Wednesday, June 8, 2016

Quantum Leap -- Episode 11: The Americanization of Machiko

Sam Leaps Into: 
Charlie MacKenzie, a naval officer returning home from Japan.

Help his Japanese wife acclimate to American society despite hostility from his mother, his ex-girlfriend, and an unforgiving veteran.


Oak Creek, Ohio

Memorable Quote:
Uh-oh, Sam.  Trouble in River City.  ~Al

I like the scene on the MacKenzie's front porch where Machiko first arrives and how it's a surprise to Sam and Al also.

The mother is as cold and unlikable as it gets (though she does redeem herself in the end).  We may have to induct her into the Rachel Bradley Hall of Fame.   

Other thoughts, observations, and questions I didn’t ask when I was in fourth grade:
  • We learn in this episode that Sam can speak 7 modern languages and 4 dead ones.
  • Machiko can clearly speak English, so it's surprising that she doesn't know what "fat" means.  And yet somehow she knows right after she says it that Naomi lied to her.
  • Strange transition at the end as it goes directly from Machiko critically injured in the hospital to Sam and Machiko's wedding ceremony.  Feels like a scene in between was cut.  And it would be nice to know what happened to Rusty.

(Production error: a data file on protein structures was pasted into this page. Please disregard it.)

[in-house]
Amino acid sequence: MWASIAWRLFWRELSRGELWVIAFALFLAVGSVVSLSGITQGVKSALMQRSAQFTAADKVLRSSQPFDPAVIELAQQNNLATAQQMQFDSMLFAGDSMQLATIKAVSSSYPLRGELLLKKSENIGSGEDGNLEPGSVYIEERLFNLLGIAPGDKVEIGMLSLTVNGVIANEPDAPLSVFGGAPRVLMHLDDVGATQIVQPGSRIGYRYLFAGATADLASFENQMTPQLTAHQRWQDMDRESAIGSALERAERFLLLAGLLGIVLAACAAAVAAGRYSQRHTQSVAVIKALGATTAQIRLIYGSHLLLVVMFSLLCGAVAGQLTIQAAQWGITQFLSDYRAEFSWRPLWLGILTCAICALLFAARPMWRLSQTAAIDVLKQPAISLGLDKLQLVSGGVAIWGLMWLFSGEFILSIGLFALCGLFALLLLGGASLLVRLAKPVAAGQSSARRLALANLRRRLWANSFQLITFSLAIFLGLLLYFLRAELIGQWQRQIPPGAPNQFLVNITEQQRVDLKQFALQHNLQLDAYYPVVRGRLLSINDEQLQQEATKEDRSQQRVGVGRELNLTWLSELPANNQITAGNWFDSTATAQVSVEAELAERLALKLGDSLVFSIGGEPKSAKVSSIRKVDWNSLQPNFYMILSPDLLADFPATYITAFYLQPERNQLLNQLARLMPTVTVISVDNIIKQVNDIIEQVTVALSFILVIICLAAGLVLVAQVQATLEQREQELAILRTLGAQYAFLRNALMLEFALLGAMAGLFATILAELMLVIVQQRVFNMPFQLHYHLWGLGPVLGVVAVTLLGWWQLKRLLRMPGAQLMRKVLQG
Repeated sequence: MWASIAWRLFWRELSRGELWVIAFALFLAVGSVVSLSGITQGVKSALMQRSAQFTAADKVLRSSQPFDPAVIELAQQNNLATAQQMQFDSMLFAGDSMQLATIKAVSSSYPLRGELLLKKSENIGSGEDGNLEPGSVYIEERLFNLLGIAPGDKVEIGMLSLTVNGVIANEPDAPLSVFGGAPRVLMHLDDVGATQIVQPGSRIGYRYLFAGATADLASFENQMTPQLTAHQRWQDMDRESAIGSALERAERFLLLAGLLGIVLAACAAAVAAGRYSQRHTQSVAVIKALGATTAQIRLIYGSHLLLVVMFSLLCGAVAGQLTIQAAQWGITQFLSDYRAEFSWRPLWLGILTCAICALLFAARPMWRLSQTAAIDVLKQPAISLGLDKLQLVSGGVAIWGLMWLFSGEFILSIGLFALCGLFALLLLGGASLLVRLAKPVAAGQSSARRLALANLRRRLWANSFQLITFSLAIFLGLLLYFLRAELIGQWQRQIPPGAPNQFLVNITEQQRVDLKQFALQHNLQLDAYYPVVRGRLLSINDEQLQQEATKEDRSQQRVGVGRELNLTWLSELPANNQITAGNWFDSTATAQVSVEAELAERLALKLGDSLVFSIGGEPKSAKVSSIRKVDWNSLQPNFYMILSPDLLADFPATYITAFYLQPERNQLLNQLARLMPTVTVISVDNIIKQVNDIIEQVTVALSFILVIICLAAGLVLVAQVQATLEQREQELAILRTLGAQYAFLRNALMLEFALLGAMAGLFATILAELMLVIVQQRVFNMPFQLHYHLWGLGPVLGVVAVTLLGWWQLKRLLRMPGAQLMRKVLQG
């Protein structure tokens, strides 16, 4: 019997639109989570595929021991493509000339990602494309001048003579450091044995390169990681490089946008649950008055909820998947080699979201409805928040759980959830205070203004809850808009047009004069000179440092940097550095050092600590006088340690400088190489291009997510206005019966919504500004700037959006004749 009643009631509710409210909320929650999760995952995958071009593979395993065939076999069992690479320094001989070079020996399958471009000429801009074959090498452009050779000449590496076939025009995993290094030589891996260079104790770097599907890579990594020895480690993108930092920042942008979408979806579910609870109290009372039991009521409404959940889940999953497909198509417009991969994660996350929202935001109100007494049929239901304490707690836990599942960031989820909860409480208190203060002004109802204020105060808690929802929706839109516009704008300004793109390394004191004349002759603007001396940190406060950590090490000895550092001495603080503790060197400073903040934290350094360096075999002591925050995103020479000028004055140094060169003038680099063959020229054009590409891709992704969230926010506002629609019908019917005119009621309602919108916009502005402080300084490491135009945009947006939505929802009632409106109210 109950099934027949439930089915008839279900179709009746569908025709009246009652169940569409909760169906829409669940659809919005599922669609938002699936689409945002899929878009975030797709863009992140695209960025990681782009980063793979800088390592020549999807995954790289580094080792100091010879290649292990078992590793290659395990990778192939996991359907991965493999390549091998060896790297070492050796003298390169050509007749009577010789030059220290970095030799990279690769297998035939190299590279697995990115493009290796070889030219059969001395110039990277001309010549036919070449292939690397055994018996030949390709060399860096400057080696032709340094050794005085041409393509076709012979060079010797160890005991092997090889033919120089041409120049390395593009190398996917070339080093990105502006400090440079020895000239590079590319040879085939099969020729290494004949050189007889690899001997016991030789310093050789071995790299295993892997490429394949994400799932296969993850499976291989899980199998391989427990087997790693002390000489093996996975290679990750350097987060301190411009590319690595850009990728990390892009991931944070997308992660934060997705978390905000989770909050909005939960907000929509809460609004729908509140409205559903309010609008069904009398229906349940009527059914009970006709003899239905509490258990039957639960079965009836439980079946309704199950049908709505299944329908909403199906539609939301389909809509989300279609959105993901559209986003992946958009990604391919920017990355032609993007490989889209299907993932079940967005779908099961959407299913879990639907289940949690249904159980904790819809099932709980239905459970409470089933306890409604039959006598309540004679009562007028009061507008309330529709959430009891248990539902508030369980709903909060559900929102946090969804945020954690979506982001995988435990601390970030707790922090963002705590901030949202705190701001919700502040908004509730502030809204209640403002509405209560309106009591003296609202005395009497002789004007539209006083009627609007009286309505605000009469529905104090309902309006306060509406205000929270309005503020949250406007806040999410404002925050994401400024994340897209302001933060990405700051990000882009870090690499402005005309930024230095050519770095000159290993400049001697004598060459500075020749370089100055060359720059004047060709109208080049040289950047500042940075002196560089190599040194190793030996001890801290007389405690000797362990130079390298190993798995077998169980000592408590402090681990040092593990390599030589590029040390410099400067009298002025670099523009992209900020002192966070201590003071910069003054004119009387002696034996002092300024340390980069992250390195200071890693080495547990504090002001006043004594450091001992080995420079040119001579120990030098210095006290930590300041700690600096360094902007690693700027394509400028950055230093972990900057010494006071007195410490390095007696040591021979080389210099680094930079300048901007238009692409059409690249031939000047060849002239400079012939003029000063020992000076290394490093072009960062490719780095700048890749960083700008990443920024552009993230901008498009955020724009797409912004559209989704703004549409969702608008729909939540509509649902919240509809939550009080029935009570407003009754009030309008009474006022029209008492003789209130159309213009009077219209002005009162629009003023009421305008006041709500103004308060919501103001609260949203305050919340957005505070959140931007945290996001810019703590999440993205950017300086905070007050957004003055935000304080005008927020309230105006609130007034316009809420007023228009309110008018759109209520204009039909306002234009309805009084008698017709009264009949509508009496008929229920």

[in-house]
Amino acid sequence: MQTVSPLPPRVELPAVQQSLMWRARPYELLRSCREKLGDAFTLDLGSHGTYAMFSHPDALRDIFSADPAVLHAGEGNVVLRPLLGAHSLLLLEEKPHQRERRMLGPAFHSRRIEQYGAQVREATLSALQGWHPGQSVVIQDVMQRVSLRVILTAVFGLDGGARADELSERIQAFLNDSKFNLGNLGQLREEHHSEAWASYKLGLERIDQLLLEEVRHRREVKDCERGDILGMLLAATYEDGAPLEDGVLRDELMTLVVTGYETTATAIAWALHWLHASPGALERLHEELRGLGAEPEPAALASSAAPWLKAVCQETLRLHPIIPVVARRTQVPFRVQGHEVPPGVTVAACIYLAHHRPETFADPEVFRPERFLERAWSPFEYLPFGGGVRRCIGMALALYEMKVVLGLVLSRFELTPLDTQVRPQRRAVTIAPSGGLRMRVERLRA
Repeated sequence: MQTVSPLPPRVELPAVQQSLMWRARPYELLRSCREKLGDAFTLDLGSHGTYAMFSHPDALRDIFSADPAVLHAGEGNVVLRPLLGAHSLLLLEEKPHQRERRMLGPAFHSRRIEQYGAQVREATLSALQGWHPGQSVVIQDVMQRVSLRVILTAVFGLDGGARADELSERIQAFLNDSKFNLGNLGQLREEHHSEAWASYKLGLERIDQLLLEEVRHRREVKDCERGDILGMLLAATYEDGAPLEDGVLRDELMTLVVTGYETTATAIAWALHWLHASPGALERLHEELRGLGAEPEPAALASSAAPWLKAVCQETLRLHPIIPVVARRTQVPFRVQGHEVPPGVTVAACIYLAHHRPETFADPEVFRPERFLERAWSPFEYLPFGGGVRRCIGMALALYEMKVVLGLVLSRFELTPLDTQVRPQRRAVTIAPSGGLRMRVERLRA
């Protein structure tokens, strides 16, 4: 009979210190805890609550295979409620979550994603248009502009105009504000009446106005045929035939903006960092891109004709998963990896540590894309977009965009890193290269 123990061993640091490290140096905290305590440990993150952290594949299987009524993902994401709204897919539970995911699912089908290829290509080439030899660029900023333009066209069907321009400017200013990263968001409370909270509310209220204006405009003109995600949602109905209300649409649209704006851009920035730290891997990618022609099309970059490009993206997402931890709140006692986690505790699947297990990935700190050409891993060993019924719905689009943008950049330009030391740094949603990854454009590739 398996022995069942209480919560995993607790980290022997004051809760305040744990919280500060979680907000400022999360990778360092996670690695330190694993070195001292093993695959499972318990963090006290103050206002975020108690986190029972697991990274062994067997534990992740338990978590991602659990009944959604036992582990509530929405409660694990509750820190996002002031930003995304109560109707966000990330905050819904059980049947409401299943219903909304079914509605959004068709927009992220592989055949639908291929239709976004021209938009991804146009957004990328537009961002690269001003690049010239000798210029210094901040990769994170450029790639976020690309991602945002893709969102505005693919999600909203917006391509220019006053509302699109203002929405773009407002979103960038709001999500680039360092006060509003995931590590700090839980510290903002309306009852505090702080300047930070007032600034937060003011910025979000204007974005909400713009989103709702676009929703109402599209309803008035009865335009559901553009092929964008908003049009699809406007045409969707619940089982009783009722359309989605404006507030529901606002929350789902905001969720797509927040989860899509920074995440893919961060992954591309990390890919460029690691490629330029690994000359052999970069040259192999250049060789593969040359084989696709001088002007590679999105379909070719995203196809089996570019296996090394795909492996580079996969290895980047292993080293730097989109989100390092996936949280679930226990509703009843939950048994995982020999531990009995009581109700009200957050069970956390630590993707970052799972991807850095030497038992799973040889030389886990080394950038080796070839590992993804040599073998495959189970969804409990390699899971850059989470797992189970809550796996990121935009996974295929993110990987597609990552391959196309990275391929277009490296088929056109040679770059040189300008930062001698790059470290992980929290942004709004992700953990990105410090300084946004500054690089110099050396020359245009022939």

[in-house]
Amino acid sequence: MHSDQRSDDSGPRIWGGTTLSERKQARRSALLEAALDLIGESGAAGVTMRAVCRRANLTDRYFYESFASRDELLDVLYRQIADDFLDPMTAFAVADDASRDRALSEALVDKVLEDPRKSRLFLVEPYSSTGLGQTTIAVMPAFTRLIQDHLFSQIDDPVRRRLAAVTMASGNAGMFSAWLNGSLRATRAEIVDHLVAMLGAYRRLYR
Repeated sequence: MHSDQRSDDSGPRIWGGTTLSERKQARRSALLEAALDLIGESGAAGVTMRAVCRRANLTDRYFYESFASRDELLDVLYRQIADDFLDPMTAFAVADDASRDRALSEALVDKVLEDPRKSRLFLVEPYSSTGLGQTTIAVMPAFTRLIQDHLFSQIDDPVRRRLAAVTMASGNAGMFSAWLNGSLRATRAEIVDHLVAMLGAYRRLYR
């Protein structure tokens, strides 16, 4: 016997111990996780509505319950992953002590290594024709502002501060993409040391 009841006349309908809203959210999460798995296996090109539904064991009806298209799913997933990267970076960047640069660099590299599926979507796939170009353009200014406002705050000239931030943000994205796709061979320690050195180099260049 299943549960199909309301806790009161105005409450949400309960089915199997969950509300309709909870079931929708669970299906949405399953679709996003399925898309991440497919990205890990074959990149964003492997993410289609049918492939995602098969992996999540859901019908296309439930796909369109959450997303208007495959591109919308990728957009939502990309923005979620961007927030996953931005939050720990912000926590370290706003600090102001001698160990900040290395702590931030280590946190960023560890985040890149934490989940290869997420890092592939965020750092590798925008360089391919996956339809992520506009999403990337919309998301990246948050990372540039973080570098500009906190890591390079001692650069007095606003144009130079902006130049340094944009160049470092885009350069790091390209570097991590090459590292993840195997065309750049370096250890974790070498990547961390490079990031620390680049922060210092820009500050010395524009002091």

• Fun little moment at the end when Al lets it slip that Sam is married, but then he saves himself by saying "just kidding." He then rolls his eyes with relief, which we can see but Sam can't.

Final Analysis:
This is my 2nd least favorite episode so far.  Like The Color of Truth, it's not poorly done but the racism and cruelty is painful to watch and not one that I enjoy.  The characters and their traits also seem a bit exaggerated and underdeveloped, whether it's the mother's rudeness, Naomi's jealous conniving, Machiko's politeness, or Rusty's hatred.


  1. The mother in this one isn't as dreadful as the mother in a couple of the others that are near this one in the timeline. (Netflix is a hot mess with how these episodes are lined up.)